Airbnb’s racism problem is much bigger than a few racist hosts.
David Robinson

This whole story strikes me as a fundamental misdiagnosis of the housing problem in the Bay Area. Yes, there are some real estate investors buying up properties to do short-term Airbnb rentals in the area, because there is good money to be made there. But there are also real estate investors buying up properties to do long-term rentals, as there were long before Airbnb ever existed. When you rent an apartment in the city, there’s a good chance that whoever your landlord is might own multiple properties for rent. And even when it comes to properties that are not rented, as the real estate market has skyrocketed, most homes are sold to much richer people than could previously afford it, leaving many of the social classes who previously inhabited the city no choice but to go elsewhere.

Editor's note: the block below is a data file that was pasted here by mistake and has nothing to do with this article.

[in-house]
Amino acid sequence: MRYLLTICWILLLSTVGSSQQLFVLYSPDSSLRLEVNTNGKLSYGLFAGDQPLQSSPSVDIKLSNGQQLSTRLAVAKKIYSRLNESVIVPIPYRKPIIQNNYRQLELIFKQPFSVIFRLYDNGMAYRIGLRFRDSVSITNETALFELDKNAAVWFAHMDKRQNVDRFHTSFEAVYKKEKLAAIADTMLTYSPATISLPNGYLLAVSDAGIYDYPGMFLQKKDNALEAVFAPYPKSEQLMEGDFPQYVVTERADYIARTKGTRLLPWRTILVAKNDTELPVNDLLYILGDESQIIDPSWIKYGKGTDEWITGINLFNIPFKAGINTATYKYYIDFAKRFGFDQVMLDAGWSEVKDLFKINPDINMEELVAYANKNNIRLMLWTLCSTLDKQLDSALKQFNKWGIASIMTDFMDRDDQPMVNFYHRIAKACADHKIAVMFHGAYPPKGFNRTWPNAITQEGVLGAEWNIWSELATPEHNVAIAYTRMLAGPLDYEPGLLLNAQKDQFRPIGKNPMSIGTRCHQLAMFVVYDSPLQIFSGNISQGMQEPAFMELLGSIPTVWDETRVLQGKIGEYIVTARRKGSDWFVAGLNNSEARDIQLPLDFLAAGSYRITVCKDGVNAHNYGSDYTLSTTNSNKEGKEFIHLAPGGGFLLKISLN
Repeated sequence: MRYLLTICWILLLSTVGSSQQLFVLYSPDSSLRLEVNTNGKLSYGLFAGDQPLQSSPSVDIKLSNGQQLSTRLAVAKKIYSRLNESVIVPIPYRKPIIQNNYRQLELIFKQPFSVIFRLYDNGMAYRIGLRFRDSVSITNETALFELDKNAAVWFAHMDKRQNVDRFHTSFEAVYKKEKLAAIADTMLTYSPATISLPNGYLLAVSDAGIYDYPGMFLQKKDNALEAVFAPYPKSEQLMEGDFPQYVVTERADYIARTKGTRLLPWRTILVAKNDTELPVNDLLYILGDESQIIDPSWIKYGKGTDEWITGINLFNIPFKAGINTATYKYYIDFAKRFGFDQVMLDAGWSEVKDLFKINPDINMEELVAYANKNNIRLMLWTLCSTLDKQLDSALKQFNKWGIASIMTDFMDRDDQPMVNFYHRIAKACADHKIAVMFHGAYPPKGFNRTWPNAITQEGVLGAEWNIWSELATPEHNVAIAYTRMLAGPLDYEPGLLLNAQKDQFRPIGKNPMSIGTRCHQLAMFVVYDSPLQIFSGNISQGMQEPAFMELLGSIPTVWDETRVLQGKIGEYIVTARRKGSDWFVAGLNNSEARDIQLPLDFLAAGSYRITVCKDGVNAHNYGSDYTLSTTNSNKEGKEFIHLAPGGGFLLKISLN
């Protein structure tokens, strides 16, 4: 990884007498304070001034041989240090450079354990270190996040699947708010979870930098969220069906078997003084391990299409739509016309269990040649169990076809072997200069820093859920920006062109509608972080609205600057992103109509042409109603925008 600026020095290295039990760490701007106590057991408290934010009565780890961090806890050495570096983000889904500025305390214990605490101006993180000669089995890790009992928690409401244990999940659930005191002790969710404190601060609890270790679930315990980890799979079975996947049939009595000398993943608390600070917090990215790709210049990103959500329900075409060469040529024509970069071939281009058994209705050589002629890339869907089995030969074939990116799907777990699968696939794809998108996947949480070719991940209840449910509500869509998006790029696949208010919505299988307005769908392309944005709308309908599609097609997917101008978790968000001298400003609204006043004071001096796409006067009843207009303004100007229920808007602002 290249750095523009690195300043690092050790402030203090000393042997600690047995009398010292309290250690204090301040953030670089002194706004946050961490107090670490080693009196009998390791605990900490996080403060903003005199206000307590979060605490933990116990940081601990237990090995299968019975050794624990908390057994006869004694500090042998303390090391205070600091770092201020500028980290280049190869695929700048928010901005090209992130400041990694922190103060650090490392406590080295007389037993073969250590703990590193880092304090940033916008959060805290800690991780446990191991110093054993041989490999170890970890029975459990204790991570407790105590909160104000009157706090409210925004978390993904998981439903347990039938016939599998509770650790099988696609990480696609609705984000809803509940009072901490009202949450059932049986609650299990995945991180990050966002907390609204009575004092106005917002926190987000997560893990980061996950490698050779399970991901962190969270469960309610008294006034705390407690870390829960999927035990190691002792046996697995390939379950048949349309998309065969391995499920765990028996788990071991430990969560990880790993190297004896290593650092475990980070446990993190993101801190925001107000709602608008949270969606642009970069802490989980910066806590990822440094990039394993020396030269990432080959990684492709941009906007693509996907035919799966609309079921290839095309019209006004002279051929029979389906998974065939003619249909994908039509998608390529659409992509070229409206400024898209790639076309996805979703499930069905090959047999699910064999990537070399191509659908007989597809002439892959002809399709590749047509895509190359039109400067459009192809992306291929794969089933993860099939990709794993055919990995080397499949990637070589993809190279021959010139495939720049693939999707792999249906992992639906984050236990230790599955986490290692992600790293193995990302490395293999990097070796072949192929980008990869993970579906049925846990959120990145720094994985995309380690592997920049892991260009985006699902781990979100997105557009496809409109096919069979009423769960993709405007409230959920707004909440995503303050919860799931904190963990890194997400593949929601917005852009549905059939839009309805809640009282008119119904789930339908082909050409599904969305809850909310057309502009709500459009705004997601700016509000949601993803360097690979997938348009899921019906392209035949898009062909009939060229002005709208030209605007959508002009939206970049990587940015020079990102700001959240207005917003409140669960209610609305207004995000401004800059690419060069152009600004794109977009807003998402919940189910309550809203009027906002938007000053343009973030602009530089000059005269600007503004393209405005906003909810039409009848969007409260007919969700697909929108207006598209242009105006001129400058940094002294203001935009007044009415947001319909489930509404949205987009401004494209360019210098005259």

The problem is fundamentally supply and demand. Virtually every other city in the world on a scale with San Francisco has grown vertically as a way of generating more real estate to meet the demand. But the laws there have curtailed new construction of taller buildings in the interest of maintaining the “character” of the city, causing a massive housing shortage which has driven the market to ridiculous levels. The existence or lack of existence of Airbnb has almost nothing to do with this problem. Yes, you could argue that it increases the demand for real estate in the area to some degree, but the demand was already sky high. The buildings were not. And that is the problem.

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